From threatening to takeover undeveloped mining areas to passing legislation to force foreign-owned mining companies to sell 51% of their shares to so-called indigenous Zimbabweans, the government of Zimbabwe has outdone itself deterring investment.
But there has been one bright spot, amidst the doom and gloom.
Zimbabwe’s treasury has announced that it will engage the country’s ministry of mines and mining development for what would probably be a third downward review of mining fees, according to All Africa Online.
Previous reviews were successfully carried out in 2014 and 2015. The current one should be a mere formality, considering that the government is desperate to appease overtaxed mining companies.
Presenting the mid-term fiscal policy last week, finance and economic development minister, Patrick Chinamasa, said the move was aimed at attracting new investment into the sector, whose fortunes have been affected by the commodities downturn.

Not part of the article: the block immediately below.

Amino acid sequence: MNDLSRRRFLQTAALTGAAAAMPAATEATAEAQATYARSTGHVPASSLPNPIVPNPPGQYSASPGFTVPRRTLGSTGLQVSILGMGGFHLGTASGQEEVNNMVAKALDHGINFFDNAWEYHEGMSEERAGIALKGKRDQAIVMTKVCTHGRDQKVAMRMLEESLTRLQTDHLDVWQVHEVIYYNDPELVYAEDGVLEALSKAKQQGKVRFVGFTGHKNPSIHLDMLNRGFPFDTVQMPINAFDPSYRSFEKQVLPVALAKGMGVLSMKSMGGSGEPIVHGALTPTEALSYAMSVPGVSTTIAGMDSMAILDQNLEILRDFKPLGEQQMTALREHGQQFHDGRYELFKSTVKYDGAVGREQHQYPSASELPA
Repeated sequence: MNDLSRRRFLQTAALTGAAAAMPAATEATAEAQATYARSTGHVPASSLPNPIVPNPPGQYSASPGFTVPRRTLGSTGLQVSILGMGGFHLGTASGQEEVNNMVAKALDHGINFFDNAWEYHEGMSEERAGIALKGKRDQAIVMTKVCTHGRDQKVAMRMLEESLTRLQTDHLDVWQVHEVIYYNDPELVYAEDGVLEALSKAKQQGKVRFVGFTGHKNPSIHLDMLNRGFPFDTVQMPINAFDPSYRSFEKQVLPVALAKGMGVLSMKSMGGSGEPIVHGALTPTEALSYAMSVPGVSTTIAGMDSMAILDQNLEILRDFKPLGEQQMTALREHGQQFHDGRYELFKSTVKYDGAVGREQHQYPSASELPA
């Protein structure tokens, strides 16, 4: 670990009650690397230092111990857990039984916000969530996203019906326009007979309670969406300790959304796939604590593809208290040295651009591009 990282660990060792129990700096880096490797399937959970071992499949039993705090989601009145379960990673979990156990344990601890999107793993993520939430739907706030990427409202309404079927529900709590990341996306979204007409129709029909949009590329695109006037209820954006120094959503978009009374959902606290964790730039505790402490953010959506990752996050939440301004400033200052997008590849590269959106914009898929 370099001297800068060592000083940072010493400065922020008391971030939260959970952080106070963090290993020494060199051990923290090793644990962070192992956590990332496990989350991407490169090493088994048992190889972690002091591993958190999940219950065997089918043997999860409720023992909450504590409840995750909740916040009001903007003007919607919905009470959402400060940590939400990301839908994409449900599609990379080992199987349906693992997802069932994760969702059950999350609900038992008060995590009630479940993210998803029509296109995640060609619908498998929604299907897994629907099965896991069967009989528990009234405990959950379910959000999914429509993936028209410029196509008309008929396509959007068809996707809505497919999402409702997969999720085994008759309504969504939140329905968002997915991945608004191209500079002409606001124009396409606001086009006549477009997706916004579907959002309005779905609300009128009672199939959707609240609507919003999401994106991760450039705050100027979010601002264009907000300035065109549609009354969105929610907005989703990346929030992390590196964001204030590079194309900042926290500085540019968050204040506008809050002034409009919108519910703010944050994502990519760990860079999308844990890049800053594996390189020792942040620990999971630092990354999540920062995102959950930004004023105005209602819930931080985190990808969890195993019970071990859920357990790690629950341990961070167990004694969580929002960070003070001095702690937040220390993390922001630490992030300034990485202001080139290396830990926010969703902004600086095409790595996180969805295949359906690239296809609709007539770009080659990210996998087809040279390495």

“In order to encourage prospecting activities, as well as reducing the cost of doing business, I propose a further downward review of mining fees and charges, in consultation with the ministry of mines and mining development,” he said.
All Africa Online quoted Chinamasa: “In order to encourage prospecting activities, as well as reducing the cost of doing business, I propose a further downward review of mining fees and charges, in consultation with the ministry of mines and mining development.”
Chinamasa said the following mining fees would be affected: Ground rental for diamonds per hectare per year ($3,000), ground rental fee for chrome special block per hectare per year ($1,500) and registration for platinum prospecting licence ($500,000).
Under the new structure, a custom mining licence was reduced to $5,000 per year from $8,000. And an application for an exclusive prospecting order was set at $2,000 (non-refundable), the same price as an application for a mining lease and a transfer of a mining lease. In 2014, the Government reduced registration fees for special platinum blocks from $2,5m to $750,000, as well as scrapping the $5m registration fee for diamonds miners, among other reviews for several minerals. In January 2016, the government reduced mining and prospecting licences.